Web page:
The new head of the International Monetary Fund has warned that Brexit in whatever form will be "painful", adding to the effects of a global slowdown.
Kristalina Georgieva said the split will hurt not only the UK and European Union, but also low income countries with economic ties to them.
IMF data show that growth has already slowed in almost 90 per cent of the world.
"It is very obvious that this [Brexit] is going to be painful," she told the BBC.
Ms Georgieva said UK politicians will have to figure out how to shield people hurt by Brexit - but the options available to fund those measures are limited.
"The choices are not that many - you either borrow or you look at the [tax] increase," she said. Ms Georgieva, who spoke to the BBC ahead of the IMF's annual meeting in Washington next week, said the IMF is also concerned about the effect of Brexit outside of the UK.
"I particularly worry about low-income countries that are in a significant way dependent on the European Union and the UK," she said.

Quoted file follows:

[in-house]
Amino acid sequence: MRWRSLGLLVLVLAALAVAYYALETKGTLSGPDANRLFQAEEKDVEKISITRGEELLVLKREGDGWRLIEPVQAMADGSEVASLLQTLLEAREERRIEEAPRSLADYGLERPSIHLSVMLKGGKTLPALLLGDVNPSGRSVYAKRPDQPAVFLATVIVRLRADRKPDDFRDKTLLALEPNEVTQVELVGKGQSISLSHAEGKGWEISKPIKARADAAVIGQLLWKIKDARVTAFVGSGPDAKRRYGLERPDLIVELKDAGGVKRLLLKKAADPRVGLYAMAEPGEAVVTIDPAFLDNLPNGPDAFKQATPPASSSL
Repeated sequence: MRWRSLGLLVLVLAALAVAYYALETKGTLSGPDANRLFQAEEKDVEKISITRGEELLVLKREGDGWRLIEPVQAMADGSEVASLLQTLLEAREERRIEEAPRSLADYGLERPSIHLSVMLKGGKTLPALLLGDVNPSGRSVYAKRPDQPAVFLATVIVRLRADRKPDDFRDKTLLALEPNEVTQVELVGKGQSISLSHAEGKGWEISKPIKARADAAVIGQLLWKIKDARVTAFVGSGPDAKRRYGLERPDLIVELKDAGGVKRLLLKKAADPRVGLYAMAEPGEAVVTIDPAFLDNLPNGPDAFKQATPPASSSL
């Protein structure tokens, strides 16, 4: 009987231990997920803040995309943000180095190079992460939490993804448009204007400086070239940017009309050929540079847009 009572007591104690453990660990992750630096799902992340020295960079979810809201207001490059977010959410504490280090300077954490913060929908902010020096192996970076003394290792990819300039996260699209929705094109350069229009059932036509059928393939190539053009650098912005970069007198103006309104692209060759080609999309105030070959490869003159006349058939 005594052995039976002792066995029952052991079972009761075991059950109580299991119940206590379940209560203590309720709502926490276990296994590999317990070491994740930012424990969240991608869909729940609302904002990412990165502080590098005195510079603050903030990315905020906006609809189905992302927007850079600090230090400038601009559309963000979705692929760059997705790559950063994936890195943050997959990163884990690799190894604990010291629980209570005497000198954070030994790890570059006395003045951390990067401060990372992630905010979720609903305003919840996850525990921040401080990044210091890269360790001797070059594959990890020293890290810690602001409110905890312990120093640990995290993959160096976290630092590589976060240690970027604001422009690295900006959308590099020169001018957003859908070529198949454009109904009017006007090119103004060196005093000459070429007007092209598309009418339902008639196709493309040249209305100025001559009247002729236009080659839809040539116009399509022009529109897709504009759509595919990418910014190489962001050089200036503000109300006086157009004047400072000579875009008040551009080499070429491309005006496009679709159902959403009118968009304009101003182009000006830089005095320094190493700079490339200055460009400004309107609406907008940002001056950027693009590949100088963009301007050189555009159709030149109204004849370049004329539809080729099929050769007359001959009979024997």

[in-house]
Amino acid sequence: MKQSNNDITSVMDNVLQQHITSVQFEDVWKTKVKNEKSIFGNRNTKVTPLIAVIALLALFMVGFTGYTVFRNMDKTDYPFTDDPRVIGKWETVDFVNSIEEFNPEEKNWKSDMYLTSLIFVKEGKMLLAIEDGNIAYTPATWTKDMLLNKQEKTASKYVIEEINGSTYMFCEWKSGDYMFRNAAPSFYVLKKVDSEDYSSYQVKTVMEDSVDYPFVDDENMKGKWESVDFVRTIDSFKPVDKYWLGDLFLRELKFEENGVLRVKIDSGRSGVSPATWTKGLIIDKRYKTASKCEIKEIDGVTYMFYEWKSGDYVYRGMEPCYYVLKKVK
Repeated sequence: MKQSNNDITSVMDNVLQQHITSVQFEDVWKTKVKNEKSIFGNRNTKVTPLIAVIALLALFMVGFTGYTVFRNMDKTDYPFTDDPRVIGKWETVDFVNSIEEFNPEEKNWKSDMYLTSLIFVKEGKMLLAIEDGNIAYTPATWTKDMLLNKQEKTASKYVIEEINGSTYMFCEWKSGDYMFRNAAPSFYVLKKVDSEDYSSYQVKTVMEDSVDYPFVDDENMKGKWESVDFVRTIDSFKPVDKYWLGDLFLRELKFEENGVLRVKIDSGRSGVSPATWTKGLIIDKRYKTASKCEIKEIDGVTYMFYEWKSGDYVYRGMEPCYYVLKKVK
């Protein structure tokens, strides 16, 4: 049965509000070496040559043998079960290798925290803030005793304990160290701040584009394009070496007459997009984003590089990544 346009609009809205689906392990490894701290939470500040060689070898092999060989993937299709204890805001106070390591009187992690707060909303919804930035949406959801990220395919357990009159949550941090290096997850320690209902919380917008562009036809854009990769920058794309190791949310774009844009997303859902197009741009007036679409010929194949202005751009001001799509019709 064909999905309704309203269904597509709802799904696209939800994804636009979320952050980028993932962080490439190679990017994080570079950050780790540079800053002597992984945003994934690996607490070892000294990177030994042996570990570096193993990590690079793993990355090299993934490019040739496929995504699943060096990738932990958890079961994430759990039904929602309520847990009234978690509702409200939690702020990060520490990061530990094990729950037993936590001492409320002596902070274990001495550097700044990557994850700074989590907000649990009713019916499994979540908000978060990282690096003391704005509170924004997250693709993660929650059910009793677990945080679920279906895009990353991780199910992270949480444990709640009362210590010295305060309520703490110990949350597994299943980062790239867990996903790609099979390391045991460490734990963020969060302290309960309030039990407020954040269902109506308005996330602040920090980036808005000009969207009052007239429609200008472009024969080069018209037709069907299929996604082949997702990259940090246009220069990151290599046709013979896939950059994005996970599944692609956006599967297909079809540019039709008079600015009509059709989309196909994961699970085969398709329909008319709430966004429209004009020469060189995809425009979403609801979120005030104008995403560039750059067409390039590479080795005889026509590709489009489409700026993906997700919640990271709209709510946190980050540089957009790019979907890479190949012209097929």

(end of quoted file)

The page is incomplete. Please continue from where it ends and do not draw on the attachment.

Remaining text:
"Unfortunately this is not great news," she said of Brexit. "And it comes at a time of compounded other factors that slow down growth."
The US and China are locked in a trade war over state subsidies and technology theft that has led the two sides to impose tariffs on billions of dollars worth of each other's goods.
US President Donald Trump has also picked fights with allies such as Europe and Canada over cars, steel and aluminium.
The disputes have brought trade growth to a "near standstill" and hurt manufacturing and business investment, Ms Georgieva said.
In 2020, the IMF predicts that they will knock almost 1% off of global growth in 2020 - or roughly $700bn.
"What is most significant is that it is not the direct impacts of tariffs that are most harmful. Most harmful is the loss of confidence," Ms Georgieva said.
The White House has said the tariffs are meant to force China to change its policies and dismissed concerns about growth, arguing that any harm to the US pales in comparison to the damage on China.
"That is not a good excuse if you can say, you know what, I'm a loser, but you're a bigger loser than me," Ms Georgieva said.
"I don't think that this is what people expect from leadership."
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